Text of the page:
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Feature: Despite Russian aspirations, international shippers cool on Arctic trade routes

Moscow — * No hydrocarbons transit cargoes in 2014, 2015
* Dramatic drop in transit comes as internal shipping up 37% on year
* Arctic oil deliveries are set to grow

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While Russia is considering boosting cargo turnover via the Northern Sea Route (NSR) that runs across Arctic waters along the Russian coast linking Europe and Asia, a sharp decline in transit shipping via the path in the past two years indicates a loss of interest from international shippers.

International shipping via the passage started rapidly shrinking in 2014, falling by three-quarters year on year to 274,103 mt and coinciding with a dramatic cooling of relationships between Russia and western countries over Ukraine, when anti-Moscow sanctions cast doubts over development of hydrocarbons projects in Russia's Arctic.

Northern Sea Route

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In 2015, transited cargoes fell by a further 86% to just 39,586 mt, a six-year low, with market players attributing the reduction to a number of different factors.

Russia is actively developing the passage as it plans to transport crude and LNG to be produced in the Russian Arctic area to international markets.

It also hopes to turn the NSR into a major international trading route, including for energy cargoes, which offers a number of advantages over the traditional route from northern Europe to the Asia-Pacific region via the Suez Canal and the Strait of Malacca.

These plans were initially supported by rising interest from international companies, with transit cargoes hitting a record high of 1.262 million mt in 2012, and accounting for around 30% of total cargo shipments in the NSR area in 2011-13.

Since then, though, transit cargoes dropped to account for just 7% of total shipments in 2014 and below 1% in 2015, with the past two years seeing no hydrocarbons cargoes transiting the path at all.

NSR drawbacks

Navigation via the NSR -- which allows vessels to travel east from the Barents Sea through the Bering Strait and then down to the Pacific Ocean -- has been growing rapidly since 2010, when Novatek sent an Aframax tanker with stable condensate from Murmansk to China's Ningbo Port in 22 days, in the first ever voyage of the large vessel via the path. It took around half the time of the traditional route through the Suez Canal.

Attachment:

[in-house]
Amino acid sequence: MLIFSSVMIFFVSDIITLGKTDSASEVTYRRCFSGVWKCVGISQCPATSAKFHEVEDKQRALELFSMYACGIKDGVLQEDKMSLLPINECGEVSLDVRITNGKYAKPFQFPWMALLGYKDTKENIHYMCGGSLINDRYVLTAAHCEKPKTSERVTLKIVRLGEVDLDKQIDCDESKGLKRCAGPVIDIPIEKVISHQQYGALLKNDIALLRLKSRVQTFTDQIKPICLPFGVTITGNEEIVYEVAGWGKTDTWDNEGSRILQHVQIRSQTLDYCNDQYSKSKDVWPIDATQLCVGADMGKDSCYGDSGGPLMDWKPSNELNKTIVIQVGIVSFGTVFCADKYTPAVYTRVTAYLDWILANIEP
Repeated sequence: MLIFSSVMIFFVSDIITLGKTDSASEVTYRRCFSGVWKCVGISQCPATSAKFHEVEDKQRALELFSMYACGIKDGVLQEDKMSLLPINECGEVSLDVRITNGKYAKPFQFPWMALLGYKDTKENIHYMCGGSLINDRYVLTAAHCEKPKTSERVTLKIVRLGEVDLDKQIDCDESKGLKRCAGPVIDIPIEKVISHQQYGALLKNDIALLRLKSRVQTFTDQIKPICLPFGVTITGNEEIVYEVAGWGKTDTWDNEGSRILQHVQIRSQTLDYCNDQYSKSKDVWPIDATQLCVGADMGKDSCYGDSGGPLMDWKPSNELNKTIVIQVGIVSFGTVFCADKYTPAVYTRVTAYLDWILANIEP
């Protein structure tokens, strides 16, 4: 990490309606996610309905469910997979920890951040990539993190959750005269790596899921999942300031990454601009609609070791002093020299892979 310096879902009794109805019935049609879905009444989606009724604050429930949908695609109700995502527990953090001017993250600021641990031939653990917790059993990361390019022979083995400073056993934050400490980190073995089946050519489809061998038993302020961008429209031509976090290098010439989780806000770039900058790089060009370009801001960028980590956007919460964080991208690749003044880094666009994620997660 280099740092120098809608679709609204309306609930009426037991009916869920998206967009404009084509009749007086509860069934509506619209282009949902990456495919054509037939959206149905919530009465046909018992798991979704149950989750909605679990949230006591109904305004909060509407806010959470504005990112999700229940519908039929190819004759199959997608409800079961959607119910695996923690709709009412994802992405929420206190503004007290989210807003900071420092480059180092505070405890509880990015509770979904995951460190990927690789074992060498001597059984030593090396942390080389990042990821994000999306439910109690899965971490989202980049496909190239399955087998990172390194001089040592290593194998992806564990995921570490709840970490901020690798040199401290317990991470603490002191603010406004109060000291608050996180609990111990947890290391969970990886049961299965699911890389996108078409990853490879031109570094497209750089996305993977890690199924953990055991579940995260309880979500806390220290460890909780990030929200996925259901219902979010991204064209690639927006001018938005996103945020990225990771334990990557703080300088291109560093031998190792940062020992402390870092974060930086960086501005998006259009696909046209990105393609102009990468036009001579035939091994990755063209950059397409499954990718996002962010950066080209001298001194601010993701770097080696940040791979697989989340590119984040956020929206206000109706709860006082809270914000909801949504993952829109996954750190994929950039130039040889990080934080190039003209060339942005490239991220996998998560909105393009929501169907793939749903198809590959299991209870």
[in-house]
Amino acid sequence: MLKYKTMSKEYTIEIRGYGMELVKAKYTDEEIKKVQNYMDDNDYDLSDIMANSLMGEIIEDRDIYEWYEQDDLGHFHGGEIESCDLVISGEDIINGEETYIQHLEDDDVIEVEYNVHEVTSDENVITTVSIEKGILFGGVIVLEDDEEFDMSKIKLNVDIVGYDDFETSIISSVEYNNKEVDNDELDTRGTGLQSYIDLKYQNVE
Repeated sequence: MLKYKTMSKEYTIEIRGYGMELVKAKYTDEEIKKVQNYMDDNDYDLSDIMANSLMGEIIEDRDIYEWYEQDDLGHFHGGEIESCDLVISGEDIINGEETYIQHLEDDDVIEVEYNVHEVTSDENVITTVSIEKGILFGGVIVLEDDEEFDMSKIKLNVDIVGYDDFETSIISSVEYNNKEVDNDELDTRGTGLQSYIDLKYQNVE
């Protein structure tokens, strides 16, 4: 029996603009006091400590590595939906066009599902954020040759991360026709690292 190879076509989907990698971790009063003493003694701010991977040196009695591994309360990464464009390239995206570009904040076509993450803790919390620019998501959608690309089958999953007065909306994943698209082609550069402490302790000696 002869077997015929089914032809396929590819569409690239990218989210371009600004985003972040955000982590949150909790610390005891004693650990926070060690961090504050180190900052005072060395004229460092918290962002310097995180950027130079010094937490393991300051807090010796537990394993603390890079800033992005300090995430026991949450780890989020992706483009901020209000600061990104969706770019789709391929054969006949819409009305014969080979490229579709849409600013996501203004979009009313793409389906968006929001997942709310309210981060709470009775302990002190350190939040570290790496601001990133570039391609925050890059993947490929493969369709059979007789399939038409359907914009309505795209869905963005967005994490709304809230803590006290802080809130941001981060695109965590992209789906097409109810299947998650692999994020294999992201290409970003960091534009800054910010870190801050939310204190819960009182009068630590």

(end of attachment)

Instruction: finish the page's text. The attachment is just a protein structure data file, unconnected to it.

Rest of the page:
Navigation in the Arctic became possible in what is generally seen as a consequence of global warming which allowed ice-free shipping four months a year, from July till November. Commercial viability of the route, however, has always been in question as climate conditions in the area remain harsh and the ice situation changes quickly.

Novatek, which actively tested the route in previous years in anticipation of the launch of its Yamal LNG plant, has said the NSR was commercially attractive even though it involved the services of mighty ice-breakers as the shorter distance allowed it to save fuel and ship team allowances.

Other market participants, however, pointed to multiple challenges of the route, including harsh and unpredictable climate conditions and high ecological risks, among others.

Norway's Statoil, for example, seems to have lost interest in the route, after sending several tankers, including cargoes of naphtha and LNG, to Japan in previous years.

"Statoil has not used the Northern route since 2013 and we currently have no plans to use it," a company spokeswoman told Platts.

She declined to say what considerations were behind this but said that a decision on which route to sail depends on a number of factors.

"Firstly, the waters need to be safe both as far as the vessel, the cargo and the environment are concerned. Secondly, any route we use needs to be commercially attractive and competitive against the alternatives," she said.

"The attractiveness of a route depends on direct costs, and sailing time as well as the market characteristics of the respective commodities at the time of sailing," she added without elaborating further.